There is a little room at the bottom of my house, underneath my living areas, built into the gentle slope of the land. It doesn’t communicate with any of the other rooms; you can only access it by going out of the house and around to the back, preferably armed with the key. It has bare concrete walls covered in crumbling plaster. The low, plasterboard ceiling is buckled from eighty years of people walking above it, and there are holes from where nails have been hammered into the floorboards. It is partially underground, so the bottom few inches of the walls are damp and crumbling, and when it rains, which it does a lot in my valley, water seeps in under the door. I bought the house without seeing the inside of this room, which has been locked up for the ten years in which it was a rental, and so it is also musty, with spiders and millipedes festooning the corners.
There was once electric wiring to this room; now, a snipped wire dangles from the centre of the ceiling. There is a single power point in one corner that dates back to the 1940s. The carpet is cheap, synthetic and bright blue, with mould spores and lumps of plaster that have fallen out of the walls. A single window, in a rusty iron frame, barely opens.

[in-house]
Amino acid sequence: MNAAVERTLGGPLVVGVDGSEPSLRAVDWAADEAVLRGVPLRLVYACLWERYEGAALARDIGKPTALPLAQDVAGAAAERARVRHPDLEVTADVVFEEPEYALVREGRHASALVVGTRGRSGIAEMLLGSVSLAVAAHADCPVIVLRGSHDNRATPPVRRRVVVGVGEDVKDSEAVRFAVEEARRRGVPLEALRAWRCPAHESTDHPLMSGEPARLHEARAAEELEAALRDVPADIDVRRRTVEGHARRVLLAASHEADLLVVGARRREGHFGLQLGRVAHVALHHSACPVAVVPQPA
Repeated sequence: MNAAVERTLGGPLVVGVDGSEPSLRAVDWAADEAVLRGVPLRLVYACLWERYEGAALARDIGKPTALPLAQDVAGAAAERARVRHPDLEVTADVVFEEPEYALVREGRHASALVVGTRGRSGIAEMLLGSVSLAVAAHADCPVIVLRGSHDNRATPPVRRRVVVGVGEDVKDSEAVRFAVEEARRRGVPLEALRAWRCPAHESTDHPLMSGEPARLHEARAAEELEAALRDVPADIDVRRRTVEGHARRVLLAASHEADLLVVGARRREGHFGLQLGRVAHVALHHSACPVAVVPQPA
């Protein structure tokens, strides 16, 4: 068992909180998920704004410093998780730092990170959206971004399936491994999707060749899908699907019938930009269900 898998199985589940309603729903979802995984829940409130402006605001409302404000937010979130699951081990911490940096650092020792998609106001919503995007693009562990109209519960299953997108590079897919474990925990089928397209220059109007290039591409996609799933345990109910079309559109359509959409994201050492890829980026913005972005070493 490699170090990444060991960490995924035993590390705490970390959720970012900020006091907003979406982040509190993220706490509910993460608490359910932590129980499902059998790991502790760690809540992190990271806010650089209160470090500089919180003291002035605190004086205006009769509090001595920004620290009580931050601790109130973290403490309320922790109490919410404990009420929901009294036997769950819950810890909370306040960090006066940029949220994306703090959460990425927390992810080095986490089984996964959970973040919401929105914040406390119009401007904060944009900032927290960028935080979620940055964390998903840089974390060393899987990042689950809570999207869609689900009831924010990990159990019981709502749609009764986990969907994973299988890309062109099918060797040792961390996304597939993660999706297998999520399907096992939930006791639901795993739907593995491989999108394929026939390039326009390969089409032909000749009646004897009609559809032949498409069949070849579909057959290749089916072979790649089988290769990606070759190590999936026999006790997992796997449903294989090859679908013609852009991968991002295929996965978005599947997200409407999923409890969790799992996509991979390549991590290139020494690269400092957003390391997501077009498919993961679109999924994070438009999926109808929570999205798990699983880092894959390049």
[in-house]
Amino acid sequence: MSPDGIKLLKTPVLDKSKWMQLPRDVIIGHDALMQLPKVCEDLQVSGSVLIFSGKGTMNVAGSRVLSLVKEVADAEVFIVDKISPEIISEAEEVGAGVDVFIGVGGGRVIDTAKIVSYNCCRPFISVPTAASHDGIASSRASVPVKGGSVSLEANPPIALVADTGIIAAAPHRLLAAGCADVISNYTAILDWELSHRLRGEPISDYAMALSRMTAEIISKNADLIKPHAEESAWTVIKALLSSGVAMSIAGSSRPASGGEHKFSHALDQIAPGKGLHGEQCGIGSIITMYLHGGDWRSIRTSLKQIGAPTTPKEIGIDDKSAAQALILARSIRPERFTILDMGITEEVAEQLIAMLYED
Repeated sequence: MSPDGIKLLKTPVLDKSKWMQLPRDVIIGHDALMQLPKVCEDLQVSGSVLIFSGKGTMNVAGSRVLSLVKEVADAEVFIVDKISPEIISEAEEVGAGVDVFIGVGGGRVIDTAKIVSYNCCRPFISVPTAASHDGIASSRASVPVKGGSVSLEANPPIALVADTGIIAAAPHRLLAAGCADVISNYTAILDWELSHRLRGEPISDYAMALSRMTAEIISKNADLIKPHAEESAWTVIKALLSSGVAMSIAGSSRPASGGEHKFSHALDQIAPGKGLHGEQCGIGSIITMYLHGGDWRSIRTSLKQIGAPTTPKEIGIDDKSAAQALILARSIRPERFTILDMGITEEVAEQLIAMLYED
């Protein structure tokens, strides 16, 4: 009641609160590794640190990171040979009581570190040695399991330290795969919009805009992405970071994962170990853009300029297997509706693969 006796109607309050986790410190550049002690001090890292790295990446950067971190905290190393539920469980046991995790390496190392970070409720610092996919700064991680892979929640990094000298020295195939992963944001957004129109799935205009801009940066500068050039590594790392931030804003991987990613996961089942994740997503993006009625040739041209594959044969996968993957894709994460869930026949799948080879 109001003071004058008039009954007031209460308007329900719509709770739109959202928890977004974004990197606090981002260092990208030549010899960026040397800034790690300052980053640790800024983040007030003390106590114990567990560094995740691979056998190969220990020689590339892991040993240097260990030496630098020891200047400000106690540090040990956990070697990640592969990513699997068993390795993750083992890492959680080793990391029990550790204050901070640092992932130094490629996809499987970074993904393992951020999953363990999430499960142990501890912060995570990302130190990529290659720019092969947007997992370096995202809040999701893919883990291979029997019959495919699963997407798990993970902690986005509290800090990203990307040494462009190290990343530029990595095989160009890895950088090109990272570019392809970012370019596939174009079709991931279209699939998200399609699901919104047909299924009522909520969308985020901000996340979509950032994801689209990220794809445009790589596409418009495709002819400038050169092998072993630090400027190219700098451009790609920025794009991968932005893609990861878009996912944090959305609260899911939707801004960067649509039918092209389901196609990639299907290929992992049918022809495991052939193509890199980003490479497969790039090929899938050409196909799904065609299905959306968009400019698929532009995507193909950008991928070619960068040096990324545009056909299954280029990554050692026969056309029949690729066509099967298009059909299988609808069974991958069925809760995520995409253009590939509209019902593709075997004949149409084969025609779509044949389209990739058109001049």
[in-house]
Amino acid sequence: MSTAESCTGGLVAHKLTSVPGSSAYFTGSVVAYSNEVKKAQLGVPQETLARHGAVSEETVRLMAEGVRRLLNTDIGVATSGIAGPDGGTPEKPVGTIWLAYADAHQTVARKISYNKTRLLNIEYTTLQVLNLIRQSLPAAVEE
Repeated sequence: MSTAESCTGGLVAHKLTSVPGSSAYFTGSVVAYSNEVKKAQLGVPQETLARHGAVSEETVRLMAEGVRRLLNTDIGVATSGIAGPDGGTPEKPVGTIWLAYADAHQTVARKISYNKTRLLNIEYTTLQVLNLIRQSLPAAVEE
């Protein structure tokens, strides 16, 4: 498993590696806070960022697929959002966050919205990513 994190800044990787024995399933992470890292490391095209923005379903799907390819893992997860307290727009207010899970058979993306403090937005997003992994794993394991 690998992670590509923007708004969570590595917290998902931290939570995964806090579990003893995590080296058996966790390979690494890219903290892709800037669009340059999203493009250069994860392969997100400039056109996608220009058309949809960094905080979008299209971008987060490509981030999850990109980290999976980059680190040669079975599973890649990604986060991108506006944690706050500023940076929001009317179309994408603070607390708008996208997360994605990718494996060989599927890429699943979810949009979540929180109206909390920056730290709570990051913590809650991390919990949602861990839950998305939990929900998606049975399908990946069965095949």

This is an unloved room. It is too small to be a guest room, and too far away from the amenities of the house. But it is private, and secret, and it is mine.
I spent most of my Sunday ripping down the cork board, chipping away the worst of the crumbling plaster to create ever-bigger holes in the walls, and sweeping up millipedes. And then trowelling masses of new plaster into the smaller holes, and the ceiling, until my hands, clothes and toddler were covered in white dust, because of course this job is being done with a helpful toddler in tow.
What has any of this to do with sobriety? Not much. But this blog is called And Everything Afterwards, and in this new, beautiful Afterwards I am going to have a room.